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Practices

Development and business practices, methodologies, workflows, etc.
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Kubernetes github.com

Ensure your Kubernetes clusters are using best practices ✅

Polaris helps keep your cluster healthy. It runs a variety of checks to ensure that Kubernetes deployments are configured using best practices that will avoid potential problems in the future. Provides a dashboard with an overview of how your clusters are doing as well as an experimental “validating webhook” that can stop future deployments that don’t live up to the standards.

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Dave Kerr github.com

Hacker Laws 💻📖

From Conway’s Law, to The Law of Leaky Abstractions — you’ll find links to laws, theories, principles, and patterns useful to developers — curated by Dave Kerr. Conway’s Law — This law suggests that the technical boundaries of a system will reflect the structure of the organization. It is commonly referred to when looking at organization improvements, Conway’s Law suggests that if an organization is structured into many small, disconnected units, the software it produces will be. If an organization is built more around ‘verticals’ which are orientated around features or services, the software systems will also reflect this.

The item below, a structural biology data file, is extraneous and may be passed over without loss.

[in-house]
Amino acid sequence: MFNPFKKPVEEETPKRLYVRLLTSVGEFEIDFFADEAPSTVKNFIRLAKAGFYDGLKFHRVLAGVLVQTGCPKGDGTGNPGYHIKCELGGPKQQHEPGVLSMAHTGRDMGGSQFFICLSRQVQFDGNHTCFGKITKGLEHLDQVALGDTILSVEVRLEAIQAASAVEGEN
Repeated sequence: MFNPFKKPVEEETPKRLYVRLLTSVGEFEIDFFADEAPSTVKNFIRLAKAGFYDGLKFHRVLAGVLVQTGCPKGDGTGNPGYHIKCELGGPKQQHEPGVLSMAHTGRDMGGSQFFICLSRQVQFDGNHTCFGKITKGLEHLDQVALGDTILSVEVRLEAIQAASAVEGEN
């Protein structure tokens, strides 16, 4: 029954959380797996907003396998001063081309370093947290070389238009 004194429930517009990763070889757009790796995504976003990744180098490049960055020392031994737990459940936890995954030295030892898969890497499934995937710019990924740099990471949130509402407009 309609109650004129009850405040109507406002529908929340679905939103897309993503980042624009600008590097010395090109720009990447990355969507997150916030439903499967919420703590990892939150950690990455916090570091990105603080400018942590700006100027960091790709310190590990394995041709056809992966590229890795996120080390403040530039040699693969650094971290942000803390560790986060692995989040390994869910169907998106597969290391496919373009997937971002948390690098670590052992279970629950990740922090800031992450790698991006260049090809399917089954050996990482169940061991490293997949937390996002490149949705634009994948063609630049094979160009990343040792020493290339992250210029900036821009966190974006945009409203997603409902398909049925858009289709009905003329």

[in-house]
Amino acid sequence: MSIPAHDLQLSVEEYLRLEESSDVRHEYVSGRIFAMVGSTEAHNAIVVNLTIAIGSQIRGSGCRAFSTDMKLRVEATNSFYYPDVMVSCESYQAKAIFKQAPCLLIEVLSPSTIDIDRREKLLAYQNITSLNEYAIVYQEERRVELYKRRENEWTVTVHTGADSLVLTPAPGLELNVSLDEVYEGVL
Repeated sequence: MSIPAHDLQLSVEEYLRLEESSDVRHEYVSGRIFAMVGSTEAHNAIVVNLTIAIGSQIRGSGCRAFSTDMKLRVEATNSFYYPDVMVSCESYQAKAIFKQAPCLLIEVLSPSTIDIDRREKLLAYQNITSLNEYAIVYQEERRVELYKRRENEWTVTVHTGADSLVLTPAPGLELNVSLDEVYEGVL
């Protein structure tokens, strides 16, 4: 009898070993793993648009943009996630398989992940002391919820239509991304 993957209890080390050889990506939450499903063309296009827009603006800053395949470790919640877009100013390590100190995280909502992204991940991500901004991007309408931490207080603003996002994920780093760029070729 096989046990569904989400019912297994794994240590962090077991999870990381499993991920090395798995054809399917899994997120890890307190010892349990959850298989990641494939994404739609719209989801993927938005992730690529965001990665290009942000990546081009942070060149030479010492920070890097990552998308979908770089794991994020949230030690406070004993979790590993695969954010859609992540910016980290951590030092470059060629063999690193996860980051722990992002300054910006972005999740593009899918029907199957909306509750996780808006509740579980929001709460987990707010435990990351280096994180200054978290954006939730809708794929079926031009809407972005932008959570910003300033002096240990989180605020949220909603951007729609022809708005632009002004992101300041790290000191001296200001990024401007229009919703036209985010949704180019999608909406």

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Yegor Bugayenko yegor256.com

How to write an elegant README for your GitHub repo

Some time ago I wrote a blog post An Open Code Base Is Not Yet an Open Source Project where I suggested a few important qualities of a good open source repository/project. One of them was the well-written README file. Here I will try to give a few hints on how to create a good README file and what mistakes to avoid. A solid README is a must-have for all open source projects. Thankfully, many folks have been taking their READMEs more seriously as of late. If you’re one of ‘em, check out this post and see if there’s anything you can improve.

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Daniel Stenberg daniel.haxx.se